The Mighty Hercules

As the sky finally darkens well after 10 p.m. on these summer nights, plan to hunt down some great objects in the constellation Hercules. The mythological son of Zeus is positioned directly overhead and well placed for observing and photography. At first glance, the asterism stars range from magnitude 2.2 to 4.4 and looks like a crooked letter H with its left side kicked in mid way up. These main stars reside from 35 to 408 light years from us. Hercules is the fifth largest constellation in area with 1,225 square degrees of sky. Within it boundaries lay a total of 93 NGC galaxies, 2 planetary nebulas and 3 globular clusters one of which is the famous M13. But more on M13 later.

At magnitude 2.8 the brightest star named Kornephoros and is 139 light years away. Its name is derived from the Greek meaning “club bearer” which makes sense since Hercules is actually inverted in the sky with head down and feet up. Kornephoros is a spectral class G8 star and part of a binary star system. Moving north we come to Zeta Herculis and a member of the four stars making up the Keystone. Zeta is an F9 subgiant star and is more than six times brighter than our Sun. It is located only 35 light years from us and has a close companion that orbits Zeta every 34.5 years.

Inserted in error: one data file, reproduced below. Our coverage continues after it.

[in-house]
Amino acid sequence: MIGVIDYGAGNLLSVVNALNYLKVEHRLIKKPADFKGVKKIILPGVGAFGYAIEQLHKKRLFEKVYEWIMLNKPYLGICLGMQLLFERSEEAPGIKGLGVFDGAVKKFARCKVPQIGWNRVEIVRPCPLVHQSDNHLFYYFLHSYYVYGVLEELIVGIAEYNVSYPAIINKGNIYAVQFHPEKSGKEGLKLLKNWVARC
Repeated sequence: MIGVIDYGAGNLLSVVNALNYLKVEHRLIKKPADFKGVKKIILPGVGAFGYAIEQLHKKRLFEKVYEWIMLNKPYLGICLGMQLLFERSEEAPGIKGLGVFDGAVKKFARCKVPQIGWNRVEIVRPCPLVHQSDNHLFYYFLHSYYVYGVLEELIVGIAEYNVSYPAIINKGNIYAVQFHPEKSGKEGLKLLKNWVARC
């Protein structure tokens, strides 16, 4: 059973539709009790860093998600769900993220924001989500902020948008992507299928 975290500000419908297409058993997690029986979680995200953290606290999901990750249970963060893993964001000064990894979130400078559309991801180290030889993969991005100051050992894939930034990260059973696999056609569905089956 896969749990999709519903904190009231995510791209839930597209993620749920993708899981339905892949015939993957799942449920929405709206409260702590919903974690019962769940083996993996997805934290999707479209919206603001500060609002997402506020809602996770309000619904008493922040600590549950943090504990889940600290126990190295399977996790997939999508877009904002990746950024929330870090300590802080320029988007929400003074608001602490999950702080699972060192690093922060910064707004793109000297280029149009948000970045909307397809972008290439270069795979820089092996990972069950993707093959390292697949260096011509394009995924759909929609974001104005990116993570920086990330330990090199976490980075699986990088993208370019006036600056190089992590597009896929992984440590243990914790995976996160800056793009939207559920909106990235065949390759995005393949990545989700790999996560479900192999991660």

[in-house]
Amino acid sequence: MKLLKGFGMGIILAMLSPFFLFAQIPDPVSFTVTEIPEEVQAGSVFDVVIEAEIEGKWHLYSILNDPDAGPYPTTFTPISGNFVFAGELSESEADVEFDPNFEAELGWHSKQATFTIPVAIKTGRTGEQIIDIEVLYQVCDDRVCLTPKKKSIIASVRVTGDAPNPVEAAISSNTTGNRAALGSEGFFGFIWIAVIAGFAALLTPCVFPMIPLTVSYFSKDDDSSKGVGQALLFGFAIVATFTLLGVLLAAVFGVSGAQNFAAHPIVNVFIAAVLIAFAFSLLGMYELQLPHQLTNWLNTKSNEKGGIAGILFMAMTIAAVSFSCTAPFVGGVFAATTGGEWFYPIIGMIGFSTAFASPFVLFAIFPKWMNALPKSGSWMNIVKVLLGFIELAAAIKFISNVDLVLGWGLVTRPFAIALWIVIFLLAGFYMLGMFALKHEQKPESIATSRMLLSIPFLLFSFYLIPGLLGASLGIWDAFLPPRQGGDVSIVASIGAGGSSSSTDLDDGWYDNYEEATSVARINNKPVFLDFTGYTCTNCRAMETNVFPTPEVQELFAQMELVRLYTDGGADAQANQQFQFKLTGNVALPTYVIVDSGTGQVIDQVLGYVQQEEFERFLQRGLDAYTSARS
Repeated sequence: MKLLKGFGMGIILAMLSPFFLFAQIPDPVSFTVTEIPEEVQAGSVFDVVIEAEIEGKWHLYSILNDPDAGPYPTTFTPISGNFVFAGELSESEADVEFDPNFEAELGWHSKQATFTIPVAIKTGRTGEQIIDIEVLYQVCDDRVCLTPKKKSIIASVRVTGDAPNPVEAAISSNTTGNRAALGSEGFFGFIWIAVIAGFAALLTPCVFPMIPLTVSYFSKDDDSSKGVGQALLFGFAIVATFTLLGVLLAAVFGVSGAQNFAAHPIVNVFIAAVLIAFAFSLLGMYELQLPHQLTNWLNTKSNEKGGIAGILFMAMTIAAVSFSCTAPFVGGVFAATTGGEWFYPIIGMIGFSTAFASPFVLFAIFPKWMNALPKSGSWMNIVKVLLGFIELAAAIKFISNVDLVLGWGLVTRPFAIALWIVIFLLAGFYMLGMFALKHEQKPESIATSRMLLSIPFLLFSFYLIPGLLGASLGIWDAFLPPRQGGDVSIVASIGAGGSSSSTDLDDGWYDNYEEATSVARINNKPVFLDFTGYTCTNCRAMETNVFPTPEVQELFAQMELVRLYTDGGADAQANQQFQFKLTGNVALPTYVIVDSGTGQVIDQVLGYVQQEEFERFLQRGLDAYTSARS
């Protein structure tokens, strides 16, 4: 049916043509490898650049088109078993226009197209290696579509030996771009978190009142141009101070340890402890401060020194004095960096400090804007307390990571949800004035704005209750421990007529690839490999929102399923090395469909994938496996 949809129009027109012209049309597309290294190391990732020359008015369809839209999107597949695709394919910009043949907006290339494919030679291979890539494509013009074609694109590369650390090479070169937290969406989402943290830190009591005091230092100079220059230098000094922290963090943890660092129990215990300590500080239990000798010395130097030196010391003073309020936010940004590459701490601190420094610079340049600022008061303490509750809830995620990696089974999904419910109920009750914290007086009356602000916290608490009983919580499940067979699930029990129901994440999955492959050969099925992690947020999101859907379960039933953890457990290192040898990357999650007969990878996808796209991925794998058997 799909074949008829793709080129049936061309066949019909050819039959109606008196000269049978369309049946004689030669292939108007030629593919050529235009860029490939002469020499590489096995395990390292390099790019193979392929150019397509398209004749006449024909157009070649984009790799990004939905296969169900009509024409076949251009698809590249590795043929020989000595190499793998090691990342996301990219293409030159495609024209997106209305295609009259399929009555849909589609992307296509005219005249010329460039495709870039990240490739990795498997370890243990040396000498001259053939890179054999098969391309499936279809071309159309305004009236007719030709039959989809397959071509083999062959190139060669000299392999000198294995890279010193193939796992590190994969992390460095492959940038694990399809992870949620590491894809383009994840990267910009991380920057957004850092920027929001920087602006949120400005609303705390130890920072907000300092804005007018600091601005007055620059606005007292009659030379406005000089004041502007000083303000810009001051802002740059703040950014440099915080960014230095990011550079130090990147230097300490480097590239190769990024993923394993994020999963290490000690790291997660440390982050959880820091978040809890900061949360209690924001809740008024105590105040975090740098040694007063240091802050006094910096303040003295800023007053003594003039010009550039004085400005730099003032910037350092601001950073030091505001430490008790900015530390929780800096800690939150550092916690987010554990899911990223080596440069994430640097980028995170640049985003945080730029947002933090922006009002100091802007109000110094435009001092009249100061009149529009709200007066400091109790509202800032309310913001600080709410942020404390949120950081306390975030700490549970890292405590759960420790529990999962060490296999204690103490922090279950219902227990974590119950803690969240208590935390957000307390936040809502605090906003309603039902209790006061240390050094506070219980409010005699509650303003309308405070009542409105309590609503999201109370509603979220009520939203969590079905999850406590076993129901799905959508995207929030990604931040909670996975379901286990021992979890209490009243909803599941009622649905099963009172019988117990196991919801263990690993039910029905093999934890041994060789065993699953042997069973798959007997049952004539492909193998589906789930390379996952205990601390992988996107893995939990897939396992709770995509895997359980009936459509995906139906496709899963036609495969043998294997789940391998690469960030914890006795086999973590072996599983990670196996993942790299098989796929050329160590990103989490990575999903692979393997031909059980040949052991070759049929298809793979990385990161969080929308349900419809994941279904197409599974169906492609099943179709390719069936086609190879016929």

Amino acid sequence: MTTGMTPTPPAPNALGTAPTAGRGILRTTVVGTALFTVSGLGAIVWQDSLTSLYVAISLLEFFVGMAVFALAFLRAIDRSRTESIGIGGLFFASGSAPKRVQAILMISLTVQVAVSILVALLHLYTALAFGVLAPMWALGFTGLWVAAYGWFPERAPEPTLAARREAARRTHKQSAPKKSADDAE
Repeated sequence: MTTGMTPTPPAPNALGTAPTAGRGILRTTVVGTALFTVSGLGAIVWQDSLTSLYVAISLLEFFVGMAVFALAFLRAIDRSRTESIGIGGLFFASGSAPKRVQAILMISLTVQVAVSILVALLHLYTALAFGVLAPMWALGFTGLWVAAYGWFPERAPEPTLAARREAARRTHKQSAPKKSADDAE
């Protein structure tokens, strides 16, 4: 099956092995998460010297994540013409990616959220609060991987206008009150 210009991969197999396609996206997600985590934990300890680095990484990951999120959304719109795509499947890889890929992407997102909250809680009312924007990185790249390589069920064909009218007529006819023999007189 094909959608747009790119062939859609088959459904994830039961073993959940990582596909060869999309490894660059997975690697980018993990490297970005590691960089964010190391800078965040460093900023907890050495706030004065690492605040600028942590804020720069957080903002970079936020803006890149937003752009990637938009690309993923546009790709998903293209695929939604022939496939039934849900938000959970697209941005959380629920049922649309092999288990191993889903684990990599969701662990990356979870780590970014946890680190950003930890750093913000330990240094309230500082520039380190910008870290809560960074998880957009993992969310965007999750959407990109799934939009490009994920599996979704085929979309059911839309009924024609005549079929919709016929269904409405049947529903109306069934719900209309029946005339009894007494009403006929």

Then we have Mu Herculis. It’s magnitude is 3.4 and lives 27.11 light years away. This G5 is a binary star system with its companion only 286 astronomical units away and orbits once in 43.2 years. To date many stars play parent to sibling planets that orbit around them. Another example is Delta Herculis, a spectral class A3 main sequence subgiant star believed to have from two to five planets dancing around it. In all Hercules have 12 stars that harbour exoplanets.

As mentioned, Hercules is home to only three globular clusters to which the most famous is catalogued as M13. At a distance of 25,000 light years, this snowball of stars is estimated to contain a million suns opposed to the typical 100,000. At magnitude 5.8 this cluster is on the border of naked eye visibility and is a good taste for sky transparency. Any telescope will reveal its wealth of stars with larger instrument seeing right down to the core.  M13 can be found two-thirds the way up from Zeta. From M13 move your scope about a degree to the north-east until you come across NGC 6207. This magnitude 11.4 spiral galaxy adds a beautiful contrast to both sp be sure to use a wide angle eyepiece. It has en estimated distance of 62 million light years.

Now here is your challenge. Sandwiched half way between these two is IC4617. A tiny spiral faintly glowing at magnitude 15.2 and is close to half a billion light years from us.  Another interesting object is Arp 272. This is a pair of interesting galaxies to which the two appear in a rich galaxy field. This area appears to the south-east corner of the constellation. The only planetary nebula within Hercules is NGC 6210. You are witnessing the final last gasp of a star that was less massive than our Sun. Solar winds from the hot radiation are causing the artwork of ionized oxygen over several time periods. NGC 6210 spans 1.5 light years across and is located about 6,500 light years from us.